Reserve Currency

What Is A Reserve Currency?

A reserve currency is a currency that is widely accepted around the world as a method of payment between countries for goods and services. Reserve currencies are also widely held by governments and central banks as foreign exchange reserves and to settle international debt obligations.

Past And Current Reserve Currencies

The U.S. dollar (USD) has been the primary reserve currency since the end of World War II, which is when it replaced the British pound. Other currencies generally accepted as reserve currencies include the euro, Japanese yen, Swiss franc and Chinese yuan. Most commodities, such as oil, are priced in a reserve currency, usually the USD, which basically mandates that countries hold these currencies in order to pay for things.

Reserve currencies achieve that status largely due to the underlying size and strength of that country's economy and government, and the fact that these currencies circulate widely outside their home countries. That gives governments, businesses and consumers in other countries confidence that they will be paid. Reserve currencies are also sometimes called "hard currencies."

Other than the aforementioned currencies, most countries' currencies are not accepted by other countries for payment. This is generally because they are basically worthless elsewhere.

For example, if Mexico sold oil to Bolivia, it probably would not accept payment in that country's currency, the boliviano. Rather, Bolivia would need to first convert its currency into dollars, or another globally acceptable currency, and then pay Mexico with that.

Foreign Exchange Reserves

Many countries stockpile reserve currencies, which are also called foreign exchange reserves, in order to cover future payments as they come due. Foreign exchange reserves are also used by countries as a safe haven during financial crises and to support the value of their own currencies.

For example, if a country's own currency starts to lose value, which makes imported goods more expensive, it can sell some of its foreign exchange reserves to buy its own currency to prop it up. Similarly, if its currency becomes too strong, which makes its goods more expensive in other countries, it can sell its currency to try to weaken it. Many countries also stockpile reserve currencies in order to buttress their credit ratings.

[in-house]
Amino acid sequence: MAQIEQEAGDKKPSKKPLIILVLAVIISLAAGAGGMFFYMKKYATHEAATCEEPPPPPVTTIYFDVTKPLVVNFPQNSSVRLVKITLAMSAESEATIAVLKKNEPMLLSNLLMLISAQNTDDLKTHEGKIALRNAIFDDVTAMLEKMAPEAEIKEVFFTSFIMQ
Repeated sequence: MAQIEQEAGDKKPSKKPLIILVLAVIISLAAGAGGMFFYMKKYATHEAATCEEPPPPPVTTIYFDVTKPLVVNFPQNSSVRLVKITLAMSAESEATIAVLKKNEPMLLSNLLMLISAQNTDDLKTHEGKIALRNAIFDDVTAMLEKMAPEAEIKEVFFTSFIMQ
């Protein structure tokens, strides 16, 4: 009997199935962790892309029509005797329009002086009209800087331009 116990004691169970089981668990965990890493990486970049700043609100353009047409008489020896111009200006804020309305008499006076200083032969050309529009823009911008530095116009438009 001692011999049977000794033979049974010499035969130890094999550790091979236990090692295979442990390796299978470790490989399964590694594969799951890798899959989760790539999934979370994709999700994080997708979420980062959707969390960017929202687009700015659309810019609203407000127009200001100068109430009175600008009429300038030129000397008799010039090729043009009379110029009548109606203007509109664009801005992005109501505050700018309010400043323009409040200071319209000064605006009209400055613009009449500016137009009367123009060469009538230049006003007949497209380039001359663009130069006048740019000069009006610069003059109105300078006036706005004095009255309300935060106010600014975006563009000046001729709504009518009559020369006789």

Reserves can be held in actual cash as well as government bonds and other securities denominated in the reserve currency. For example, U.S. government bonds are considered the safest securities in the world.

Countries acquire reserve currencies by buying them on international currency markets or accumulating them through a trade surplus. For example, for years China has run a trade surplus with the U.S. and other countries, enabling it to increase its reserves of the USD and other currencies.

Many countries also hold gold in their reserves, though using currencies to settle transactions is less cumbersome.


Reserve currencies, also known as hard currencies, are those that are generally accepted worldwide as payment for goods and services and to settle debt obligations due to their wide circulation and reputation for safety. The USD is the primary reserve currency, although other currencies, such as the euro and the Japanese yen, are also considered to be reserve currencies.

Many countries stockpile reserve currencies, which are also called foreign exchange reserves, as a sort of savings account to make future payments and to manipulate or stabilise the value of their own currencies.


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